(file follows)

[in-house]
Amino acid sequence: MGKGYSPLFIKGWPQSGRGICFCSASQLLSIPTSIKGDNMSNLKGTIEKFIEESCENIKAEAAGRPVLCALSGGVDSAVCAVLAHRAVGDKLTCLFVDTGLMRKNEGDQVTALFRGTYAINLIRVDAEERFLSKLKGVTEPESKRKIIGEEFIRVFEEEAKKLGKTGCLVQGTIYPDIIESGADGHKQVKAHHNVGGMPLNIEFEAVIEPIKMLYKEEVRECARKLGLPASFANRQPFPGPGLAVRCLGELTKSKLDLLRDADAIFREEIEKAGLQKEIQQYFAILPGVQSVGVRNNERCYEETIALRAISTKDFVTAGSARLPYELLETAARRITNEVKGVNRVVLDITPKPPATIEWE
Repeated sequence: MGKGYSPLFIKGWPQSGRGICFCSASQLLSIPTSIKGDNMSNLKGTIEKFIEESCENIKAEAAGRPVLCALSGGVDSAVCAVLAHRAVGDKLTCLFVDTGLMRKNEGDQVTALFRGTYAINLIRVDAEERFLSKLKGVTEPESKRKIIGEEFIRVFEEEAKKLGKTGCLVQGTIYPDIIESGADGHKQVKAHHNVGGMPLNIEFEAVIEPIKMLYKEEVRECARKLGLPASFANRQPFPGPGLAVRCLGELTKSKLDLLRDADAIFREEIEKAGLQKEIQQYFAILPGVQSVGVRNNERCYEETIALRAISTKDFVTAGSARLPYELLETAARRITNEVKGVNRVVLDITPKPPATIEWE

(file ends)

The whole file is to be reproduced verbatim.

[in-house]
Amino acid sequence: MGKGYSPLFIKGWPQSGRGICFCSASQLLSIPTSIKGDNMSNLKGTIEKFIEESCENIKAEAAGRPVLCALSGGVDSAVCAVLAHRAVGDKLTCLFVDTGLMRKNEGDQVTALFRGTYAINLIRVDAEERFLSKLKGVTEPESKRKIIGEEFIRVFEEEAKKLGKTGCLVQGTIYPDIIESGADGHKQVKAHHNVGGMPLNIEFEAVIEPIKMLYKEEVRECARKLGLPASFANRQPFPGPGLAVRCLGELTKSKLDLLRDADAIFREEIEKAGLQKEIQQYFAILPGVQSVGVRNNERCYEETIALRAISTKDFVTAGSARLPYELLETAARRITNEVKGVNRVVLDITPKPPATIEWE
Repeated sequence: MGKGYSPLFIKGWPQSGRGICFCSASQLLSIPTSIKGDNMSNLKGTIEKFIEESCENIKAEAAGRPVLCALSGGVDSAVCAVLAHRAVGDKLTCLFVDTGLMRKNEGDQVTALFRGTYAINLIRVDAEERFLSKLKGVTEPESKRKIIGEEFIRVFEEEAKKLGKTGCLVQGTIYPDIIESGADGHKQVKAHHNVGGMPLNIEFEAVIEPIKMLYKEEVRECARKLGLPASFANRQPFPGPGLAVRCLGELTKSKLDLLRDADAIFREEIEKAGLQKEIQQYFAILPGVQSVGVRNNERCYEETIALRAISTKDFVTAGSARLPYELLETAARRITNEVKGVNRVVLDITPKPPATIEWE